Notice that for simplicity, the C# logic and HTML display code are combined in the same file rather than the more usual approach of storing them in separate files using the ASP.NET code-behind mechanism (as when you create a Web application using Visual Studio .NET). This ASP.NET Web application is coded in C#, but the request-response testing techniques in this chapter will work for ASP.NET applications written in any .NET-compliant language. To test this application manually, you select a color from the Choose One drop-down list and click the Send button. The drop-down value is sent as part of an HTTP request to the ASP.NET Web server. The server processes the request and constructs an HTTP response. The response is returned to the Internet Explorer (IE) client where the HTML is rendered in friendly form as shown in Figure 5-1. You have to visually examine the result for some indica- tion that the HTTP response was correct (the message in the text box control in this case). Manually testing a Web application in this way is slow, inefficient, error-prone, and tedious. A better approach is to write lightweight test automation. An automated request-response test programmatically sends an HTTP request that con- tains the same information as the result of a user selecting a drop-down value, and the test programmatically examines the HTTP response for data that indicates a correct response as shown in Figure 5-2. CHAPTER 5 ■ REQUEST-RESPONSE TESTING136 6633c05.qxd 4/3/06 1:56 PM Page 136 Figure 5-2. Request-response test run The .NET Framework provides you with three fundamental ways and two low-level ways to send an HTTP request and retrieve the corresponding HTTP response. Listed from easiest- to-use but least-flexible to hardest-to-use but most-flexible, following are the five ways to send and retrieve HTTP data: • WebClient: Particularly simple to use but does not allow you to send authentication credentials. • WebRequest - WebResponse: Gives you more flexibility, including the ability to send authentication credentials. • HttpWebRequest - HttpWebResponse: Gives you full control at the expense of a slight increase in complexity. • TcpClient: A low-level class available to you, but except in unusual situations, it isn’t needed for lightweight request-response test automation. • Socket: A very low-level class not often used in lightweight test automation. The .NET Framework also has an HttpRequest class, but it’s a base class that is not intended to be used directly. The techniques in this chapter use the three higher-level classes (WebClient, WebRequest - WebResponse, and HttpWebRequest - HttpWebResponse). The TcpClient and Socket classes are explained in Chapter 8. The test harness that produced the test run shown in Figure 5-2 is presented in Section 5.12. CHAPTER 5 ■ REQUEST-RESPONSE TESTING 137 6633c05.qxd 4/3/06 1:56 PM Page 137 5.1 Sending a Simple HTTP GET Request and Retrieving the Response Problem You want to send a simple HTTP GET request and retrieve the HTTP response. Design Create an instance of the WebClient class and use its DownloadData() method. Solution string uri = "http://server/path/WebForm.aspx"; WebClient wc = new WebClient(); Console.WriteLine("Sending an HTTP GET request to " + uri); byte[] bResponse = wc.DownloadData(uri); string strResponse = Encoding.ASCII.GetString(bResponse); Console.WriteLine("HTTP response is: "); Console.WriteLine(strResponse); Comments The WebClient class is part of the System.Net namespace, which is accessible by default from the console application. Using the WebClient.DownloadData() method to fetch an HTTP response is particularly simple, but DownLoadData() only returns a byte array that must be converted into a string using the System.Text.Encoding.ASCII.GetString() method. An alternative is to use the WebClient.OpenRead() method and associate it with a stream: string uri = " http://server/path/WebForm.aspx"; WebClient wc = new WebClient(); Console.WriteLine("Sending an HTTP GET request to " + uri); Stream st = wc.OpenRead(uri); StreamReader sr = new StreamReader(st); string res = sr.ReadToEnd(); sr.Close(); st.Close(); Console.WriteLine("HTTP Response is "); Console.WriteLine(res); The WebClient class is most useful when you are testing static HTML pages rather than ASP.NET Web applications. This code may be used to examine an ASP.NET application response but to expand this code into an automated test, you need to examine the HTTP response for an expected value. The techniques in this section are used in Section 5.8 to programmatically determine an ASP.NET Web application ViewState value. The techniques in Section 5.11 show you how to examine an HTTP response for an expected value. CHAPTER 5 ■ REQUEST-RESPONSE TESTING138 6633c05.qxd 4/3/06 1:56 PM Page 138 5.2 Sending an HTTP Request with Authentication and Retrieving the Response Problem You want to send an HTTP request with network authentication credentials and retrieve the HTTP response. Design Create a WebRequest object and create a NetworkCredential object. Assign the NetworkCredential object to the Credentials property of WebRequest object and fetch the HTTP response using the WebRequest.GetResponse() method. Solution string uri = " http://server/path/WebForm.aspx"; WebRequest wreq = WebRequest.Create(uri); string uid = "someDomainUserID"; string pwd = "theDomainPassword"; string domain = "theDomainName"; NetworkCredential nc = new NetworkCredential(uid, pwd, domain); wreq.Credentials = nc; Console.WriteLine("Sending authenticated request to " + uri); WebResponse wres = wreq.GetResponse(); Stream st = wres.GetResponseStream(); StreamReader sr = new StreamReader(st); string res = sr.ReadToEnd(); sr.Close(); st.Close(); Console.WriteLine("HTTP Response is "); Console.WriteLine(res); Comments If you need to send an HTTP request with network authentication credentials (user ID, domain, and password), you can use the WebRequest and WebResponse classes. These classes are located in the System.Web namespace, which is not accessible by default in a console application, so you have to add a project reference to file System.Web.dll. Notice that a WebRequest object is created using a factory mechanism with the Create() method rather than the more usual con- structor approach using the new keyword. After creating a NetworkCredential object, you can attach that object to the WebRequest object. The WebResponse object is returned by a call to the WebRequest.GetResponse() method; there is no explicit “Send” method as you might have expected. The response stream can be associated, like any stream, to a StreamReader object so that you can fetch the entire HTTP response as a string using the ReadToEnd() method. CHAPTER 5 ■ REQUEST-RESPONSE TESTING 139 6633c05.qxd 4/3/06 1:56 PM Page 139 The WebRequest and WebResponse classes are actually abstract base classes. In practical terms, you’ll use WebRequest - WebResponse for relatively simple HTTP requests that require authentication. If authentication isn’t necessary, the WebClient class is often a better choice. If you need to send an HTTP POST request, the HttpWebRequest and HttpWebResponse classes are often a better choice. The WebRequest and WebResponse classes support asynchronous calls, but this is rarely needed in lightweight test automation situations. The code in this section may be used to examine an ASP.NET application response, but to expand this code into an automated test, you need to examine the HTTP response for an expected value as described in Section 5.11. 5.3 Sending a Complex HTTP GET Request and Retrieving the Response Problem You want to send an HTTP GET Request and have full control over the request properties. Design Create an instance of an HttpWebRequest class and fetch the HTTP response using the GetResponse() method. Solution string uri = " http://server/path/WebForm.aspx"; HttpWebRequest req = (HttpWebRequest)WebRequest.Create(uri); req.Method = "GET"; req.MaximumAutomaticRedirections = 3; req.Timeout = 5000; Console.WriteLine("Sending HTTP request"); HttpWebResponse res = (HttpWebResponse)req.GetResponse(); Stream resst = res.GetResponseStream(); StreamReader sr = new StreamReader(resst); Console.WriteLine("HTTP Response is: "); Console.WriteLine(sr.ReadToEnd()); sr.Close(); resst.Close(); Comments The HttpWebRequest and HttpWebResponse classes are your best all around choice for sending and receiving HTTP data in lightweight test automation scenarios. They support a wide range of useful properties. These classes are located in the System.Net namespace, which is accessible by default in a console application. Notice that an HttpWebRequest object is created using a fac- tory mechanism with the Create() method rather than the more usual constructor approach CHAPTER 5 ■ REQUEST-RESPONSE TESTING140 6633c05.qxd 4/3/06 1:56 PM Page 140 using the new keyword. Also, there is no explicit “Send” method as you might have expected; an HttpWebResponse object is returned by a call to the HttPWebRequest.GetResponse() method. You can associate the response stream to a StreamReader object so that you can retrieve the entire HTTP response as a string using the ReadToEnd() method. You can also retrieve the HTTP response line-by-line using the StreamReader.ReadLine() method. This technique shows how you can limit the number of request redirections and set a timeout value. Following are a few of the HttpWebRequest properties that are most useful for lightweight test automation: • AllowAutoRedirect: Gets or sets a value that indicates whether the request should follow redirection responses. • CookieContainer: Gets or sets the cookies associated with the request. • Credentials: Provides authentication information for the request. • KeepAlive: Gets or sets a value indicating whether to make a persistent connection to the Internet resource. • MaximumAutomaticRedirections: Gets or sets the maximum number of redirects that the request will follow. • Proxy: Gets or sets proxy information for the request. • SendChunked: Gets or sets a value indicating whether to send data in segments to the Internet resource. • Timeout: Gets or sets the timeout value for a request. • UserAgent: Gets or sets the value of the User-Agent HTTP header. The purpose of each of these properties is fairly obvious from their names, and they are fully documented in case you need to use them. 5.4 Retrieving an HTTP Response Line-by-Line Problem You want to retrieve an HTTP response line-by-line rather than as an entire string. Design Obtain the HTTP response stream using the HttpWebRequest.GetResponse() method and pass that stream to a StreamReader() constructor. Then use the StreamReader.ReadLine() method inside a while loop. Solution // send an HTTP request using the WebClient class, // the WebRequest class, or the HttpWebRequest class CHAPTER 5 ■ REQUEST-RESPONSE TESTING 141 6633c05.qxd 4/3/06 1:56 PM Page 141 Stream st = null; // attach Stream st to an HTTP response using the // WebClient.OpenRead() method, the WebRequest.GetResponseStream() // method, or the HttpWebRequest.GetResponse() method StreamReader sr = new StreamReader(st); string line = null; Console.WriteLine("HTTP response line-by-line: "); while ((line = sr.ReadLine()) != null) { Console.WriteLine(line); } sr.Close(); st.Close(); Comments Each of the three fundamental ways to send an HTTP request (WebClient, WebRequest, HttpWebRequest) supports a method that returns their associated HTTP response as a Stream object. The Stream object can be associated to a StreamReader object that has several ways to fetch stream data. Using the StreamReader.ReadToEnd() method, you can retrieve the HTTP response as one big string. This is fine for most test automation situations, but sometimes you want to retrieve the HTTP response a line at a time. For instance, if the response is very large, you may not want to store it into one huge string. Or if you are searching the response for a tar- get string, searching line-by-line is sometimes more efficient. To search line-by-line, you can use the StreamReader.ReadLine() method in conjunction with a while loop. The ReadLine() method returns a string consisting of everything up to and including a newline character, or null if no characters are available. In addition to fetching an HTTP response stream a line at a time, you can also retrieve the response a block of characters at a time: // attach response stream to Stream st // associate st to StreamReader sr char[] block = new char[3]; int ct = 0; while ((ct = sr.Read(block, 0, 3)) != 0) { for (int i = 0; i < ct; i++) Console.Write(block[i] + " "); } Code like this is useful when you want to examine the HTTP response at the character level rather than at the line or string level. In this example, you prepare a character array block of size 3 to hold the response. The StreamReader.Read() method reads 3 characters (or as many charac- ters as are available in the stream), stores the characters into an array block starting at position 0, CHAPTER 5 ■ REQUEST-RESPONSE TESTING142 6633c05.qxd 4/3/06 1:56 PM Page 142 and returns the actual number of characters read. If 0 characters are read, that means the stream has been exhausted and you can exit the while loop. Notice that a degenerative case is defined when you declare a character array of size 1; in this situation, you are reading a single character at a time. 5.5 Sending a Simple HTTP POST Request to a Classic ASP Web Page Problem You want to send a simple HTTP POST request to a classic ASP page/script and retrieve the resulting HTTP response. Design Create an instance of the HttpWebRequest class. Set the object’s Method property to "POST" and the ContentType property to "application/x-www-form-urlencoded". Add the POST data to the request using the GetRequestStream() method and the Stream.Write() method. Fetch the HTTP response using the HttpWebRequest.GetResponse() method. Solution string url = "http://localhost/TestAuto/Ch5/classic.asp"; string data = "inputBox1=orange"; byte[] buffer = Encoding.ASCII.GetBytes(data); HttpWebRequest req = (HttpWebRequest)WebRequest.Create(url); req.Method = "POST"; req.ContentType = "application/x-www-form-urlencoded"; req.ContentLength = buffer.Length; Stream reqst = req.GetRequestStream(); reqst.Write(buffer, 0, buffer.Length); reqst.Flush(); reqst.Close(); Console.WriteLine("\nPosting 'orange'"); HttpWebResponse res = (HttpWebResponse)req.GetResponse(); Stream resst = res.GetResponseStream(); StreamReader sr = new StreamReader(resst); Console.WriteLine("\nGrabbing HTTP response\n"); Console.WriteLine(sr.ReadToEnd()); sr.Close(); resst.Close(); Console.WriteLine("Done"); CHAPTER 5 ■ REQUEST-RESPONSE TESTING 143 6633c05.qxd 4/3/06 1:56 PM Page 143 Comments Suppose you have an HTML page form like this:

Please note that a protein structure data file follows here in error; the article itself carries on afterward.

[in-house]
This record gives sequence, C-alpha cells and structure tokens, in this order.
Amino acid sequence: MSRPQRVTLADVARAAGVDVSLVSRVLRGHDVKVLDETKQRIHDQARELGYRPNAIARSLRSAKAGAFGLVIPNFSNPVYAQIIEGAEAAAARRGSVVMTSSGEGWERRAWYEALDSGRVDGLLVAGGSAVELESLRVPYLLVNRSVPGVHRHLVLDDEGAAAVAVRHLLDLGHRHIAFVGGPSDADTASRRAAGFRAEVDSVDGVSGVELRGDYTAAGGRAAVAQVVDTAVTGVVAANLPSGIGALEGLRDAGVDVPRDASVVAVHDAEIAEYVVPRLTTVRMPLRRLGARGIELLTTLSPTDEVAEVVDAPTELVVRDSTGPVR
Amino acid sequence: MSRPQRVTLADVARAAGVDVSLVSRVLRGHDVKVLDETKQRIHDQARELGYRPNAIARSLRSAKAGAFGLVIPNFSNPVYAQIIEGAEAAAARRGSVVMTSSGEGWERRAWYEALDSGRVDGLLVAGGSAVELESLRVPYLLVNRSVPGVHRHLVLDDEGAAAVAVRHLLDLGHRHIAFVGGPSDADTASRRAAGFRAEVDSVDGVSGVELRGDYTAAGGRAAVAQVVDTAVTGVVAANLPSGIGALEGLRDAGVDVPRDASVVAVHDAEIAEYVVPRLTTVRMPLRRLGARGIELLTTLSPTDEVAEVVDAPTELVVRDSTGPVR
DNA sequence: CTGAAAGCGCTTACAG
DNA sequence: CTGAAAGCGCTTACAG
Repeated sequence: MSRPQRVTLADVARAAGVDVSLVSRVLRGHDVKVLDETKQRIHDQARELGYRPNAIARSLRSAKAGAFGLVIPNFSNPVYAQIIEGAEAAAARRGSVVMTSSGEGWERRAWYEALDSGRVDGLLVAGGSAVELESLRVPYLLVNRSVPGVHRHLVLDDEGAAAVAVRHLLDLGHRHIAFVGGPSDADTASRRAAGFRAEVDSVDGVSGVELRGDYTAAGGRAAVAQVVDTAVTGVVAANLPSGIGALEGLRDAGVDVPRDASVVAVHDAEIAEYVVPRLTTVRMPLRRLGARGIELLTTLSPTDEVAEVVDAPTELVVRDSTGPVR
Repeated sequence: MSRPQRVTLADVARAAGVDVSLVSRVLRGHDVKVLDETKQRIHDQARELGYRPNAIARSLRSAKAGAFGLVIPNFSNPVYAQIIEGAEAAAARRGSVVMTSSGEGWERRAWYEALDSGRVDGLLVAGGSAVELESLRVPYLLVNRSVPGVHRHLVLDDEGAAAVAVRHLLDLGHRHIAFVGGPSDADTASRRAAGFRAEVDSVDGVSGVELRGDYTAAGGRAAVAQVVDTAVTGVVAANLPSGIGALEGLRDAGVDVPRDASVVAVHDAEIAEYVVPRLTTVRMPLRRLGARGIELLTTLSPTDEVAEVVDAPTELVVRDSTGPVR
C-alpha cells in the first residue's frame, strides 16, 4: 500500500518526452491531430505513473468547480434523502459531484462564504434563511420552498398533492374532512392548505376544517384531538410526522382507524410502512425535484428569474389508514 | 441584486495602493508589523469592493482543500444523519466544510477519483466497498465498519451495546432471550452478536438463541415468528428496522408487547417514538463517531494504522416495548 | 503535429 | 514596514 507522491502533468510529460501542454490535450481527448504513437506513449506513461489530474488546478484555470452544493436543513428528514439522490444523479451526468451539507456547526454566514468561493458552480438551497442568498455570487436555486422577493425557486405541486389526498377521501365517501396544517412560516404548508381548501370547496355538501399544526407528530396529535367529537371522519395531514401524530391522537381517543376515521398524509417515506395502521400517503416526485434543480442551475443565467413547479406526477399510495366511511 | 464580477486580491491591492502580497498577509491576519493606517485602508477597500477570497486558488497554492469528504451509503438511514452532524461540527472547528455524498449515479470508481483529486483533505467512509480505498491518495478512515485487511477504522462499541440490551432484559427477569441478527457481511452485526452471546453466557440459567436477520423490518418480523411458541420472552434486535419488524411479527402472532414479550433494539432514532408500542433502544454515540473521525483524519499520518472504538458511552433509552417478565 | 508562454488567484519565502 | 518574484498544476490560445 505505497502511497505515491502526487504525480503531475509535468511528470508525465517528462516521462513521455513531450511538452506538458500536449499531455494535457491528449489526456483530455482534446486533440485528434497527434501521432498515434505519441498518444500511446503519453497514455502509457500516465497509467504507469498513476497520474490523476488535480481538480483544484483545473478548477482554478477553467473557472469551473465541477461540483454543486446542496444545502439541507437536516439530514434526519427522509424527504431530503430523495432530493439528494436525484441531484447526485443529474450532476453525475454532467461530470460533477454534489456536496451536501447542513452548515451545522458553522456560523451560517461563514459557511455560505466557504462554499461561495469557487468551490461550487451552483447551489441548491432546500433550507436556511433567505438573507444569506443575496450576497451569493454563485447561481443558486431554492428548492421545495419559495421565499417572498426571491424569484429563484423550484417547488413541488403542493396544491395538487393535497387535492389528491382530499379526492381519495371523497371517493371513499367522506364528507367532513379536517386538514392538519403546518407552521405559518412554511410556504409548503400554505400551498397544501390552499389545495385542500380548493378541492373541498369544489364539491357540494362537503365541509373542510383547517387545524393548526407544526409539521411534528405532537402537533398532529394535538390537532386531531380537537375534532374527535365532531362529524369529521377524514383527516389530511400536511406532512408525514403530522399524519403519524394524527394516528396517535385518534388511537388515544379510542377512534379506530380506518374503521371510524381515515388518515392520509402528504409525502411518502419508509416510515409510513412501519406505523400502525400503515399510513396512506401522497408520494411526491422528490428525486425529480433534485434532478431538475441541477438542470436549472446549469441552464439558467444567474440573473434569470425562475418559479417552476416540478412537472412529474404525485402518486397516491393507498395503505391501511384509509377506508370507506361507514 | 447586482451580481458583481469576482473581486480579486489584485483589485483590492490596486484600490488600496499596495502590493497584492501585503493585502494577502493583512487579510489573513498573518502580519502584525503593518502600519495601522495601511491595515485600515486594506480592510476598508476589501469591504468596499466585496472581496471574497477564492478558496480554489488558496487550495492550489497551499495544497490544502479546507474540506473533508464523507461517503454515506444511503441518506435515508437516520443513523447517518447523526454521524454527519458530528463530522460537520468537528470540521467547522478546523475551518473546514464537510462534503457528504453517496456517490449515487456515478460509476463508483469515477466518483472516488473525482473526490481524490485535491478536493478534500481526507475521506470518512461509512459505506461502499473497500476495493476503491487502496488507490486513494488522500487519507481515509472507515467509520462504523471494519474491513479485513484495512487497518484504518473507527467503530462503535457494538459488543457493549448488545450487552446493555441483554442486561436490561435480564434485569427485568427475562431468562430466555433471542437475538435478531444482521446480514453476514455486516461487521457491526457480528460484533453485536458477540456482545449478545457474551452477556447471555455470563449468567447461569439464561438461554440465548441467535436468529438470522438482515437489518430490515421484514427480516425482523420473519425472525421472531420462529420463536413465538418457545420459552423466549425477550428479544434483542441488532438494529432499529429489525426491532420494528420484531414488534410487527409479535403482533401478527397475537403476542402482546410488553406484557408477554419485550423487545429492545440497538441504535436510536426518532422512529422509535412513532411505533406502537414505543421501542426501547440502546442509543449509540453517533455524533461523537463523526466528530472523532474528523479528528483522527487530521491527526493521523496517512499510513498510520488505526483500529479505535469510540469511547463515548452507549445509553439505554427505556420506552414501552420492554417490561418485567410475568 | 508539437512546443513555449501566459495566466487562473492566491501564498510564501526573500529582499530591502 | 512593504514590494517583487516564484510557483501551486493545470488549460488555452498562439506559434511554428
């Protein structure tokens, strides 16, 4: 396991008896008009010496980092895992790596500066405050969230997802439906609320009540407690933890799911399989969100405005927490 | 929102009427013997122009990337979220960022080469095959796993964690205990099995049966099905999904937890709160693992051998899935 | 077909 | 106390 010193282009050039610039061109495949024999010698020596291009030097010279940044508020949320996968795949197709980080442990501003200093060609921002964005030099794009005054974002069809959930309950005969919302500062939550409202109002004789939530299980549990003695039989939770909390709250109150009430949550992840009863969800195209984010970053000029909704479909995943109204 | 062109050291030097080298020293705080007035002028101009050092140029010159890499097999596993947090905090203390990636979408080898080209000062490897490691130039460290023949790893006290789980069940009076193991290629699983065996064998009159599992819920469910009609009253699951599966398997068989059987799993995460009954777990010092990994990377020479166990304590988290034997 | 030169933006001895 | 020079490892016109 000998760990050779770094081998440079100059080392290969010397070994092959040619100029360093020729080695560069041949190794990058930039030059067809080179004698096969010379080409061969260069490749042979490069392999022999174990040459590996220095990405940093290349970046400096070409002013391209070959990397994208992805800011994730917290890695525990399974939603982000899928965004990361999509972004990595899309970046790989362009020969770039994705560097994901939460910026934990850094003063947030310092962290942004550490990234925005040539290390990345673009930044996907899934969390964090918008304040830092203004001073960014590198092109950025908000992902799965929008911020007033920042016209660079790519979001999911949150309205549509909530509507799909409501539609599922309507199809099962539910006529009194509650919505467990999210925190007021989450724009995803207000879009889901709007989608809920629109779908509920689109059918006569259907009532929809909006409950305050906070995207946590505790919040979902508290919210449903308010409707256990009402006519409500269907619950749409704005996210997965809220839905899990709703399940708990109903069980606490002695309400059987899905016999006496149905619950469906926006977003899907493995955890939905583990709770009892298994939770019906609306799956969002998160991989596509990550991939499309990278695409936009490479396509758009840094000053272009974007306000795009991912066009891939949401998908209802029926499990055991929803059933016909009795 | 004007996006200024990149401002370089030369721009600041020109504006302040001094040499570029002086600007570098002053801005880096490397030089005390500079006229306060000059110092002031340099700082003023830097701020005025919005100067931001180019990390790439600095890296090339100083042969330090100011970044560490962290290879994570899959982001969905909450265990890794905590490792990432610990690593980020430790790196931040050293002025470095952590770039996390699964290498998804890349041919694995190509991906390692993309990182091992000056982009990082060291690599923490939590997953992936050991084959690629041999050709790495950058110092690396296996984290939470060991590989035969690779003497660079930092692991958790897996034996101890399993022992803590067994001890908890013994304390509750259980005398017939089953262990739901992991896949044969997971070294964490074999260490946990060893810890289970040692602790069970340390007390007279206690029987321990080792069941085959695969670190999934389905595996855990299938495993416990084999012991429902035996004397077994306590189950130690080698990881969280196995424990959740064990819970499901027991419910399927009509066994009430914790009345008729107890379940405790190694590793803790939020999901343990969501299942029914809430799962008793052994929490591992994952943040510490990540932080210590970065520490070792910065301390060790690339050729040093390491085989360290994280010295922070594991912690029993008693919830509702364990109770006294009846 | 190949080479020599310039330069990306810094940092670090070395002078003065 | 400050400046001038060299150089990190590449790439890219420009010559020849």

Enter color: